Abigail Ahlert and Clara Burgard  

The scientific questions that will be studied
* Why do climate models in CMIP3 and CMIP5 have limited skill in reproducing the sea ice relationships observed in satellite data?
* Why do climate models show wide variations in future projections of sea ice cover? 
* How sensitive are brightness temperatures to the physical processes of sea ice and snow on sea ice? What snow and sea ice processes are represented by changes in satellitederived brightness temperatures (i.e. snow melt, ice growth, etc.)? 
* Satellite observations and climate models define some sea ice parameters differently, and are often on different spatial and temporal resolutions. How can we better compare satellite data and climate model output?  

The processes that will be investigated 
* Passive microwave brightness temperature sensitivity 
* Changes in sea ice extent and concentration 
* Definitions of and changes in sea ice melt onset, freeze-up and melt season length
* Spatial and temporal evolution of snow properties on sea ice  

The type of analyses that will be conducted
We will use thermodynamic models and emission models to understand the importance of different parameters for the simulation of brightness temperatures. Based on that knowledge, we aim to create a passive microwave emulator, which will use climate model-generated input to calculate brightness temperatures. From there, it will calculate sea ice fields derived from these emulated brightness temperatures. The passive microwave emulator will provide new comparisons for radiance data, sea ice extent, melt and freeze onset and snow properties between satellite observations and climate models.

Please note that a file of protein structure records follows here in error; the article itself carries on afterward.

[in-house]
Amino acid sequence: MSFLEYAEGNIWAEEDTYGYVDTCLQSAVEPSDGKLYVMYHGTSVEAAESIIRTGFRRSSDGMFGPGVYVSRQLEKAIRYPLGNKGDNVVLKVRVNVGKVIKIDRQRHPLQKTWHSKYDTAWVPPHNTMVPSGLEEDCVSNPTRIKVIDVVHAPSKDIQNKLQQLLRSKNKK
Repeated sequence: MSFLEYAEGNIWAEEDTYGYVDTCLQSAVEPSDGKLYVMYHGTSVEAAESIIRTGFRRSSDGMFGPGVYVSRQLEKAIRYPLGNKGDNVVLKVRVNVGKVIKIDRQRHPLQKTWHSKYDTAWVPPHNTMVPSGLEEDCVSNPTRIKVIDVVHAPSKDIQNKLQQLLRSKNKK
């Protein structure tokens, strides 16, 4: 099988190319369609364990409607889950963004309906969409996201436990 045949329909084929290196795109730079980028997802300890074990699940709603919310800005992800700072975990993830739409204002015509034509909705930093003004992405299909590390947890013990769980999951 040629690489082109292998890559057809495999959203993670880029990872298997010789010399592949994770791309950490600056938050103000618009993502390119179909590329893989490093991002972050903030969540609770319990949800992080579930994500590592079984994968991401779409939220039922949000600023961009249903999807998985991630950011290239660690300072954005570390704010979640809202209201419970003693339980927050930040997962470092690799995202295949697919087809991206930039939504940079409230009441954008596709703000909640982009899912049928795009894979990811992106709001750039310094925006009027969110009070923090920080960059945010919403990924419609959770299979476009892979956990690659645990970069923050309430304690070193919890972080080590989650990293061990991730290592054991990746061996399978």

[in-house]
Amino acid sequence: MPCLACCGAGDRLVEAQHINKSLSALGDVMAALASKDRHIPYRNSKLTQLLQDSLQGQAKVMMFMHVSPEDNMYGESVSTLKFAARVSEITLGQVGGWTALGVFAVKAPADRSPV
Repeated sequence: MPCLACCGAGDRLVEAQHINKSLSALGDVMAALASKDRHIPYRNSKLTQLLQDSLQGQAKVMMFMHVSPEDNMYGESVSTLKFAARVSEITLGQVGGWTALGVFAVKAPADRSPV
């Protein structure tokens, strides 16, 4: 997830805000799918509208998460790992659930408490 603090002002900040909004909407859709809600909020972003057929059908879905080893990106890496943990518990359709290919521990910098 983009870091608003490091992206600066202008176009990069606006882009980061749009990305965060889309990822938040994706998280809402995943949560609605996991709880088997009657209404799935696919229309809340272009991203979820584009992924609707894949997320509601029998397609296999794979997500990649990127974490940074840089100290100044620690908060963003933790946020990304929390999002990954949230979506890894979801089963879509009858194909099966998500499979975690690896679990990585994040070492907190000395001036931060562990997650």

References to earlier works
Bench, K. (2016), Quantifying Seasonal Skill In Coupled Sea Ice Models Using Freeboard Measurements From Spaceborne Laser Altimeters, Master’s thesis, Naval Postgraduate School, Monterey, California. (http://hdl.handle.net/10945/49374)

Bliss, A., J. Miller, W. Meier. (2017). Comparison of passive microwave-derived early melt onset records on Arctic sea ice, Remote Sensing, 9(3), 199, doi:10.3390/rs9030199

Jahn, A., K. Sterling, M. Holland, J. Kay, J. Maslanik, C. Bitz, D. Bailey, J. Stroeve, E. Hunke, W. Lipscomb, D. Pollak. (2012). Late-twentieth-century simulation of arctic sea ice and ocean properties in the CCSM4, Journal of Climate, 25, 1431-1452, doi: 10.1175/JCLI-D-11-00201.1
Markus, T., J. C. Stroeve, and J. Miller (2009), Recent changes in Arctic sea ice melt onset, freezeup, and melt season length, J. Geophys. Res., 114, C12024, doi:10.1029/2009JC005436.
Notz, D. (2017). How well must climate models agree with observations? Philosophical Transactions of the Royal Society A, 373(2052), doi: 10.1098/rsta.2014.0164

Pan, J., M. Durand, M. Sandells, J. Lemmetyinen, E. Kim, J. Pulliainen, A. Kontu, C. Derksen. (2016). Differences Between the HUT Snow Emission Model and MEMLS and Their Effects on Brightness Temperature Simulation, IEEE Transactions on Geosciences, 54(4), 2001-2019, doi: 10.1109/TGRS.2015.2493505

Stroeve, J. C., A. D. Crawford, and S. Stammerjohn (2016), Using timing of ice retreat to predict timing of fall freeze-up in the Arctic, Geophys. Res. Lett., 43, 6332–6340, doi:10.1002/2016GL069314.

Stroeve, J. C., T. Markus, L. Boisvert, J. Miller, and A. Barrett (2014), Changes in Arctic melt season and implications for sea ice loss, Geophys. Res. Lett., 41, 1216–1225, doi:10.1002/2013GL058951.

Tonboe, R. T., Dybkjær, G. and Høyer, J. L. (2011), Simulations of the snow covered sea ice surface temperature and microwave effective temperature. Tellus A, 63: 1028–1037. doi:10.1111/j.1600-0870.2011.00530.x

Tonboe, R. T. (2010), The simulated sea ice thermal microwave emission at window and sounding frequencies. Tellus A, 62: 333–344. doi:10.1111/j.1600-0870.2010.00434.x


•    A satellite simulator for Arctic Ocean at 6.9 GHz has been developed (Burgard et al, in preparation)

•    An adaptation of this simulator to other frequencies to improve model-remote sensing comparisons of sea ice melt onset dates is in progress (A. Smith, in progress)